Joe Johnson, Josh Smith and the Hawks head to the Highlight Factory to take on the Bulls in Game 3 of their Eastern Conference Semifinals series on Friday (7:00 p.m., ESPN, 97.9 FM).
The Hawks got the job done with a stellar Game 1 performance where they kept NBA MVP Derrick Rose away from the free throw line and Johnson and Jamal Crawford were nailing jumper after jumper.
But the iso-Joe offense turned into that familiar iso-no spread in Game 2, after Chicago attacked the 5-time Atlanta All-Star with a double-team. Johnson's shots were limited, so the Hawks had to rely on other players to pick up the slack.
Jeff Teague did his part, posting 21 points in Atlanta's ugly 86-73 loss, but the rest of the team relied too much on the jumper as fundamental basketball fell to the wayside.
The failure to get to the basket resulted in a miserable shooting night for Marvin Williams (2-for-9), Al Horford (3-for-12) and Smith (4-for-14).
It was Smith that drew the ire of coach Drew afterward. According to hoopdata.com, six of Smith's 14 shots came from beyond 16 feet. He didn't connect on a single try. That lead Drew to talk to J-Smoove for about the zillionith time of playing within his game.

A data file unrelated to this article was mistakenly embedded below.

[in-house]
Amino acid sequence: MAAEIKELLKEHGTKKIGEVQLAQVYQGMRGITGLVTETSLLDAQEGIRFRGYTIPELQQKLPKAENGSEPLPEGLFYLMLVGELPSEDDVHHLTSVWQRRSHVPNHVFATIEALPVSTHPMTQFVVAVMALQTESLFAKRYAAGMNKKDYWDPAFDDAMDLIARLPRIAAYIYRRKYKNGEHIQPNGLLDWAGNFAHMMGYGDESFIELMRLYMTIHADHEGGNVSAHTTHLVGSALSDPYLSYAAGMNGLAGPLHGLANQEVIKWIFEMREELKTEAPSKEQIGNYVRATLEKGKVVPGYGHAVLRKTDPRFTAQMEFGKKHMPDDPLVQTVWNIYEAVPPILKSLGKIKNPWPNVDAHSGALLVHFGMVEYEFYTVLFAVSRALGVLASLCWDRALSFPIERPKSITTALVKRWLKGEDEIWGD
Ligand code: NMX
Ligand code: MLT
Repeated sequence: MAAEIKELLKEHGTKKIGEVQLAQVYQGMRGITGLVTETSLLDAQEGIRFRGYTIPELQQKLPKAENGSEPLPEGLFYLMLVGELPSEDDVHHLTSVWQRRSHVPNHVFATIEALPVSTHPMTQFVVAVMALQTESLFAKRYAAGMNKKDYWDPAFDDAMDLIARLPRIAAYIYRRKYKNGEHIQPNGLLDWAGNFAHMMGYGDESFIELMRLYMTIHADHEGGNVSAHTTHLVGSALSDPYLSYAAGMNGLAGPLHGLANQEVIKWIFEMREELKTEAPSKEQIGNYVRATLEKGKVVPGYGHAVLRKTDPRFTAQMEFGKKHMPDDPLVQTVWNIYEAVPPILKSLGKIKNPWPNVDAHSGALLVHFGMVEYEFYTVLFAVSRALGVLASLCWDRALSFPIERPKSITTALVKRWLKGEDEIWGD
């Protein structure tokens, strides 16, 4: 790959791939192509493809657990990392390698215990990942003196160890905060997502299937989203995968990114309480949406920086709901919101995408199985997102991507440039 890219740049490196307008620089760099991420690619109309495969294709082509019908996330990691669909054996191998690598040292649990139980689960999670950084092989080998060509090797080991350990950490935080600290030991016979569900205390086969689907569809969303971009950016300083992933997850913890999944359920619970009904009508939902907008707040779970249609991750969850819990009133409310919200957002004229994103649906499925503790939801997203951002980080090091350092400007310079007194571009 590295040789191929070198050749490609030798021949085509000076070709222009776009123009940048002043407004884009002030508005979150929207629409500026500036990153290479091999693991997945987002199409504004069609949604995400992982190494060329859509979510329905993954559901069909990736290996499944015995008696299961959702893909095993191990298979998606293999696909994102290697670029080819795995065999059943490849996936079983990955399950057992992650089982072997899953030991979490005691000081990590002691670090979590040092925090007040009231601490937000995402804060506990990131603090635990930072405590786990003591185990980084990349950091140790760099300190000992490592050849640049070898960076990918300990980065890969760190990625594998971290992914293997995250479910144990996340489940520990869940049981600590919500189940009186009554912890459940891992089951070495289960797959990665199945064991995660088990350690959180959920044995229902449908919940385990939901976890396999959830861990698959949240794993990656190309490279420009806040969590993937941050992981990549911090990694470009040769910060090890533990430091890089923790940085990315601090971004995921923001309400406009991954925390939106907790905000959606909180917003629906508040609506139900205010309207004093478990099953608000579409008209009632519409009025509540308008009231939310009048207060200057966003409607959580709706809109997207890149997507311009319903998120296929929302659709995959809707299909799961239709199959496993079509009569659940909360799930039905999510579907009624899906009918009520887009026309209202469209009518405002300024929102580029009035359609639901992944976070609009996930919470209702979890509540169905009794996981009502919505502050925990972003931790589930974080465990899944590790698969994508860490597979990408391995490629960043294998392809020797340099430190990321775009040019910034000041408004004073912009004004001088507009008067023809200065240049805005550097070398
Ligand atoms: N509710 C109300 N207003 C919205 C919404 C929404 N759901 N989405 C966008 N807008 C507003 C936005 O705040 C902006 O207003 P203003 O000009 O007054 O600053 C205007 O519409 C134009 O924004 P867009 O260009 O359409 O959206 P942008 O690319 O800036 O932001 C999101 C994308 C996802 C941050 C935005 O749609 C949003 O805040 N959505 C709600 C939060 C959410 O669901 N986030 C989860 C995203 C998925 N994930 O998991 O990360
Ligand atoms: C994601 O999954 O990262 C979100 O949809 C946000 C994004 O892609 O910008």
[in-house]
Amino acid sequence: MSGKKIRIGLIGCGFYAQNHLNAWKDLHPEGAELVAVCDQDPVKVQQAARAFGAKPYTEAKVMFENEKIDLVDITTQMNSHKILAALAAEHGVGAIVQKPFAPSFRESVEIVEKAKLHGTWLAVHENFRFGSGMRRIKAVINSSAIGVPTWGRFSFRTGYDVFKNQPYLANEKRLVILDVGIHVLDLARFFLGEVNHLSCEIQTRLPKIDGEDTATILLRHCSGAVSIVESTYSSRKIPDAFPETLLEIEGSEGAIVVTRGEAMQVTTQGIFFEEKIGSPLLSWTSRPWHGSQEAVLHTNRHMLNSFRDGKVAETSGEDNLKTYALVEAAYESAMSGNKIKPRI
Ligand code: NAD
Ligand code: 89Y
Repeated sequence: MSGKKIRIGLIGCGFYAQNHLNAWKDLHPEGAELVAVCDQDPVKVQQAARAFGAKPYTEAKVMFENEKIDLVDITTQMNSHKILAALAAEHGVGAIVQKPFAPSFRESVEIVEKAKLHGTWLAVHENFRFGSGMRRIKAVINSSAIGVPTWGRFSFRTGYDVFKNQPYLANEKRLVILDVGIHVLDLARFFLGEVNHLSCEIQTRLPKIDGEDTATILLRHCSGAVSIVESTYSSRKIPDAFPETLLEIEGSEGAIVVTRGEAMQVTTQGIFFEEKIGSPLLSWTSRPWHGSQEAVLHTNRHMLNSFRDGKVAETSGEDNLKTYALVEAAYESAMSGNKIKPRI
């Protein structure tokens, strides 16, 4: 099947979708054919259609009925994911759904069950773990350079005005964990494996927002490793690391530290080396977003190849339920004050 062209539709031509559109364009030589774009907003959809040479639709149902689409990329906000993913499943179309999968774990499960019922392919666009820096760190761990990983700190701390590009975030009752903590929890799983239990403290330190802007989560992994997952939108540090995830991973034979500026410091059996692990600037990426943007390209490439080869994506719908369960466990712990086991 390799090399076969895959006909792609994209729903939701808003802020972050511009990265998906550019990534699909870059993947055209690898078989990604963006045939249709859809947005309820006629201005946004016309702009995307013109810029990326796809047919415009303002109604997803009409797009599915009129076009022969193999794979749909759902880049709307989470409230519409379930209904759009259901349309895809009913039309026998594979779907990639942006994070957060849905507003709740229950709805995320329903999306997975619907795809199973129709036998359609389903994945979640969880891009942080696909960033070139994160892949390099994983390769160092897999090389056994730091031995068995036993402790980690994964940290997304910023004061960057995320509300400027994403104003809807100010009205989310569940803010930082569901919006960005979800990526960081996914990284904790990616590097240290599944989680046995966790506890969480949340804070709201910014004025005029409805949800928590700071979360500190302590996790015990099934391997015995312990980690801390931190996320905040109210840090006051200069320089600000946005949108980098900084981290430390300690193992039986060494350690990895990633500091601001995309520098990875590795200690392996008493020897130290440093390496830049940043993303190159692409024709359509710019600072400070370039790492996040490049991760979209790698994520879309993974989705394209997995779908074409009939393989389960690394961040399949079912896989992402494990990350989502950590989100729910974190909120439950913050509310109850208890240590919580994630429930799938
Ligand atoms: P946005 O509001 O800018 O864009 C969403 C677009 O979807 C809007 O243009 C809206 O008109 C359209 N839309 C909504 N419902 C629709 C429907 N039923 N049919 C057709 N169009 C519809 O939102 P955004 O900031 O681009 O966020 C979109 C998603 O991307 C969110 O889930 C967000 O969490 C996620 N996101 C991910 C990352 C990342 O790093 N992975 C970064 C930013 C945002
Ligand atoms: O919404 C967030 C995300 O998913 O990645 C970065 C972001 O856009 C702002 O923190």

The other not-so-good thing to come out of Game 2 was the emergence of Joakim Noah. Chicago held a ridiculous 58-39 edge on the glass and a lot of it was due to the play of Horford's former Florida teammate Noah. The two-time collegiate national champion finished with 19 points and 14 boards, seven of which came on the offensive glass.
Chicago's advantage on the boards helped mask what was an otherwise shaky night for the Bulls, who shot just 39-percent (33-for-84) from the field, committed 14 turnovers and had 10 shots blocked.
In order for Atlanta to hold serve, they are going to have to figure out a way to contain Noah and come out with energy on both ends of the floor. That means that they are going to have to crash the glass and bring that extra effort to grab the rebound, which should elevate their transition game.
The Hawks are also going to have to go back to that patient offensive team and figure out a way to go inside-out instead of outside-in. Chicago's done a decent job stopping Atlanta's touches in the paint, but Atlanta can't shy away from contact there if that is the only way they're going to get buckets.
If Atlanta can succeed, they will win this basketball game. However, if they revert to that losing form, the crowd, which will have a healthy Chicago contingent, will shift to the Bulls and home court advantage will go by the wayside. In more ways than one.